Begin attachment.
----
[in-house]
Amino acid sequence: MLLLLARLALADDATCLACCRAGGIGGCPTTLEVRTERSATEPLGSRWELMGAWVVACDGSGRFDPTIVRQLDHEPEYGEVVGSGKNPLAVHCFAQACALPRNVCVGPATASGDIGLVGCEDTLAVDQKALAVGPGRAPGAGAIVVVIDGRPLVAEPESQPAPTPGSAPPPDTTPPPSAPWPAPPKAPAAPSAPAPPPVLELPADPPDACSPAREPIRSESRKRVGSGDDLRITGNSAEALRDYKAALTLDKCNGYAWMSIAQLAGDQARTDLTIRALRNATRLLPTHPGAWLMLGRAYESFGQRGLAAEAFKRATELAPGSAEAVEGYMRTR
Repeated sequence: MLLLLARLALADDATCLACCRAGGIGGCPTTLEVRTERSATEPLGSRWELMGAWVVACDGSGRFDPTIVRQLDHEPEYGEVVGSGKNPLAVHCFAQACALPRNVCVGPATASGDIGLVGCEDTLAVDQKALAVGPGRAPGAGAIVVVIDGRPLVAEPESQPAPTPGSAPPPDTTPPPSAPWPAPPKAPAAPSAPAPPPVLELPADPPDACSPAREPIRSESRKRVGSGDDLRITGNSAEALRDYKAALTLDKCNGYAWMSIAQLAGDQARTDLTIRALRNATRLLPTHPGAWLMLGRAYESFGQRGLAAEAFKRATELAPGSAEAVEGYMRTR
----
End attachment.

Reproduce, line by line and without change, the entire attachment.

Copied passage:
[in-house]
Amino acid sequence: MLLLLARLALADDATCLACCRAGGIGGCPTTLEVRTERSATEPLGSRWELMGAWVVACDGSGRFDPTIVRQLDHEPEYGEVVGSGKNPLAVHCFAQACALPRNVCVGPATASGDIGLVGCEDTLAVDQKALAVGPGRAPGAGAIVVVIDGRPLVAEPESQPAPTPGSAPPPDTTPPPSAPWPAPPKAPAAPSAPAPPPVLELPADPPDACSPAREPIRSESRKRVGSGDDLRITGNSAEALRDYKAALTLDKCNGYAWMSIAQLAGDQARTDLTIRALRNATRLLPTHPGAWLMLGRAYESFGQRGLAAEAFKRATELAPGSAEAVEGYMRTR
Repeated sequence: MLLLLARLALADDATCLACCRAGGIGGCPTTLEVRTERSATEPLGSRWELMGAWVVACDGSGRFDPTIVRQLDHEPEYGEVVGSGKNPLAVHCFAQACALPRNVCVGPATASGDIGLVGCEDTLAVDQKALAVGPGRAPGAGAIVVVIDGRPLVAEPESQPAPTPGSAPPPDTTPPPSAPWPAPPKAPAAPSAPAPPPVLELPADPPDACSPAREPIRSESRKRVGSGDDLRITGNSAEALRDYKAALTLDKCNGYAWMSIAQLAGDQARTDLTIRALRNATRLLPTHPGAWLMLGRAYESFGQRGLAAEAFKRATELAPGSAEAVEGYMRTR